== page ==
But he operates on the fringes of the UK wine trade rather than being immersed it. We most often see each other in January at the crowded London tastings that constitute Burgundy Week. De Bolla is one of the very few tasters to concentrate quietly and exclusively on the wines rather than the chat. He reckons he tastes abut 2,000 wines a year, including checking on the evolution of the cellar’s contents.
Like me, he remembers a time when sherry was regularly served to undergraduates during the personal supervisions (called tutorials at Oxford) that characterise the Oxbridge system but maintains that academics’ lives have been transformed. Mentioning doors carefully left open, he assured a group of visiting international members of the Young Presidents’ Organization’s wine network that I tagged along with, ‘we teach in a completely different environment now’.
Before lunch (three Chardonnays, three Syrahs and Ch Suduiraut 1997 Sauternes) he gave us a blind tasting which turned out to be suitably outré and geeky. They were six red Bandols from the same famous producer, Domaine Tempier: their four different bottlings of the 2015 vintage and two older vintages of their most expensive, Cabassaou 2000 and 1999. De Bolla seemed pleased that we preferred the least expensive by far, the Classique 2015. He told us how, when Tempier’s winemaker Daniel Ravier and PYCM visited King’s, he gave them their own wines to taste blind. Ravier also favoured the Classique apparently.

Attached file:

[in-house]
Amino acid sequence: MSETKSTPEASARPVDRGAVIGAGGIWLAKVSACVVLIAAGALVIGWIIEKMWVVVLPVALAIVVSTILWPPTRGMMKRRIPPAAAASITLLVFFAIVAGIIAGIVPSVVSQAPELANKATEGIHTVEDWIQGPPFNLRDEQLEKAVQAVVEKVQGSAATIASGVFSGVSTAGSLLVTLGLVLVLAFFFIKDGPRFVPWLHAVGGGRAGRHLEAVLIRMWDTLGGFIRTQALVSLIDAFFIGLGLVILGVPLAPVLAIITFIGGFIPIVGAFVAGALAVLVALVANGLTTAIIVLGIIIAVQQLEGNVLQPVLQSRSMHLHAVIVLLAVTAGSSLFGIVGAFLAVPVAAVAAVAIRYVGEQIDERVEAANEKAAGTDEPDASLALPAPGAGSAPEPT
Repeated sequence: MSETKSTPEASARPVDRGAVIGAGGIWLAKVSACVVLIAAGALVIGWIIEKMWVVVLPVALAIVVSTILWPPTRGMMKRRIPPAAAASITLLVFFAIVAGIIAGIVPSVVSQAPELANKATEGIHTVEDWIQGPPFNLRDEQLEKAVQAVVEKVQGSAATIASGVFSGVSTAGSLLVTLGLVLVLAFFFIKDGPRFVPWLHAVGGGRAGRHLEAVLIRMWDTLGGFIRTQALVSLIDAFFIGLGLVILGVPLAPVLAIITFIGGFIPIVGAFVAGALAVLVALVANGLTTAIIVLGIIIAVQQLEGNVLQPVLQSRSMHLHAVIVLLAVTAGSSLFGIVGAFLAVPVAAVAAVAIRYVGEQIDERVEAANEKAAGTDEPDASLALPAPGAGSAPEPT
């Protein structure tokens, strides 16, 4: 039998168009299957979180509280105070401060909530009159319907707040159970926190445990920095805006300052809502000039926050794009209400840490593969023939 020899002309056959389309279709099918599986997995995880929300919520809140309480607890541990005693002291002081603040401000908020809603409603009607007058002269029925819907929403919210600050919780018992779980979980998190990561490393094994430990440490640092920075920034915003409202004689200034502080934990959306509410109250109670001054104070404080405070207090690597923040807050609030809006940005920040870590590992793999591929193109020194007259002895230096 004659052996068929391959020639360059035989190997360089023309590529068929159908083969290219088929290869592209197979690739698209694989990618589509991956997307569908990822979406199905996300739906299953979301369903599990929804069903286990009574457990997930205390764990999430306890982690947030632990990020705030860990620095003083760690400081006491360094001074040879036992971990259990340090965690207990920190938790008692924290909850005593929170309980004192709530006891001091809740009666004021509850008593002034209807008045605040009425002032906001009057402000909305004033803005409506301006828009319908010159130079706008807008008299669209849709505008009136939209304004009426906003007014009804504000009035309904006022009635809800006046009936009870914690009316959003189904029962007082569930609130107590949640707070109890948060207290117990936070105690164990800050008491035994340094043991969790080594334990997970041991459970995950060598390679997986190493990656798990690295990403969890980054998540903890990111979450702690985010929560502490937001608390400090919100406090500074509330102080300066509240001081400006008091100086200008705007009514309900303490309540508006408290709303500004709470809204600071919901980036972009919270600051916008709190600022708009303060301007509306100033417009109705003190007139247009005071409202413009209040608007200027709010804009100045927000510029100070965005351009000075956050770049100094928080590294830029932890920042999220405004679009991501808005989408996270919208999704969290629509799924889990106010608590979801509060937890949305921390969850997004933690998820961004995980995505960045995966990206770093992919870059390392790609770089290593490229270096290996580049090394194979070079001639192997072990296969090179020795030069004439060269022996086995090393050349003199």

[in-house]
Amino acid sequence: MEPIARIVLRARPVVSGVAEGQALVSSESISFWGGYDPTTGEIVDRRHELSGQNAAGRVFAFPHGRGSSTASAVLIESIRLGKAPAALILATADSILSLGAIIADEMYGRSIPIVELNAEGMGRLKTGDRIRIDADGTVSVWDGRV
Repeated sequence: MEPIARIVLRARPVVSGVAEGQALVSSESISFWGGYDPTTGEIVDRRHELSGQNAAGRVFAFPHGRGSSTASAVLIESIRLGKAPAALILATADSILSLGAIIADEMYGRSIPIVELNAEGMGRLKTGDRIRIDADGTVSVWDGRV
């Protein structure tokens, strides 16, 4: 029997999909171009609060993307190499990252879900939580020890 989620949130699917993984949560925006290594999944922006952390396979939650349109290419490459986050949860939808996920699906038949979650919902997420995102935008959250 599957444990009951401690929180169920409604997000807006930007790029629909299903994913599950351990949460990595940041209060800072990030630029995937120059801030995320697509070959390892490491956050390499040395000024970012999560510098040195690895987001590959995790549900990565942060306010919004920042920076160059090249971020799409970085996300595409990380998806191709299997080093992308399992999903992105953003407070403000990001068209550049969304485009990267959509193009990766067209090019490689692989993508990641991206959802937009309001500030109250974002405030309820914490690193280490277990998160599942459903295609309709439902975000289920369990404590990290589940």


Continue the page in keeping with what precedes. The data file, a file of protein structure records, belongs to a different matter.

De Bolla, who has just been elected, along with Salman Rushdie, to the American Academy of Arts and Sciences, comments on his sideline as an entrepreneur, ‘it’s been an interesting thing for me to do’.
Recent enthusiasms of the King’s College wine steward
La Spia 2017 Valtellina Superiore
UK importer Astrum Wine Cellars
Noah, Salero 2018 Bramaterra
UK importer Astrum Wine Cellars
Grillo Iole, di Prepotto Schioppettino 2018 Friuli Colli Orientali
£21.55 Gauntleys Fine Wines
Broccardo, Paiagallo 2016 Barolo
$59.99 MacArthur Beverages, DC, USA
Dom Garon, Les Grandes Parcelles Viognier 2020 IGP Collines Rhodaniennes
£75 per case of 6 in bond Clarion Wines
Kranz, Ilbesheimer Kirchberg Riesling Grosses Gewächs 2017 Pfalz
Schloss Reinhartshausen Marcobrunn Riesling Deutscher Sekt Extra Brut 2012 Rheingau
Schoffit, Clos St-Théobald Rangen (Fut 06) Riesling 2019 Alsace Grand Cru
£31.33 Gauntleys Fine Wines
Godeval Godello 2020 Valdeorras
£17.50 NY Wines
Brick House, Les Dijonnais Pinot Noir 2018 Ribbon Ridge
$54.99 The Wine Connection, CA, USA; UK importer A&B Vintners
Hundred Suns, Shea Vineyard Pinot Noir 2016 Yamhill-Carlton
$49 Peak Beverage, CO, USA; UK importer A&B Vintners
Crystallum, Agnes Chardonnay 2017 Western Cape
UK importer Liberty Wines; more-recent vintages currently widely available retail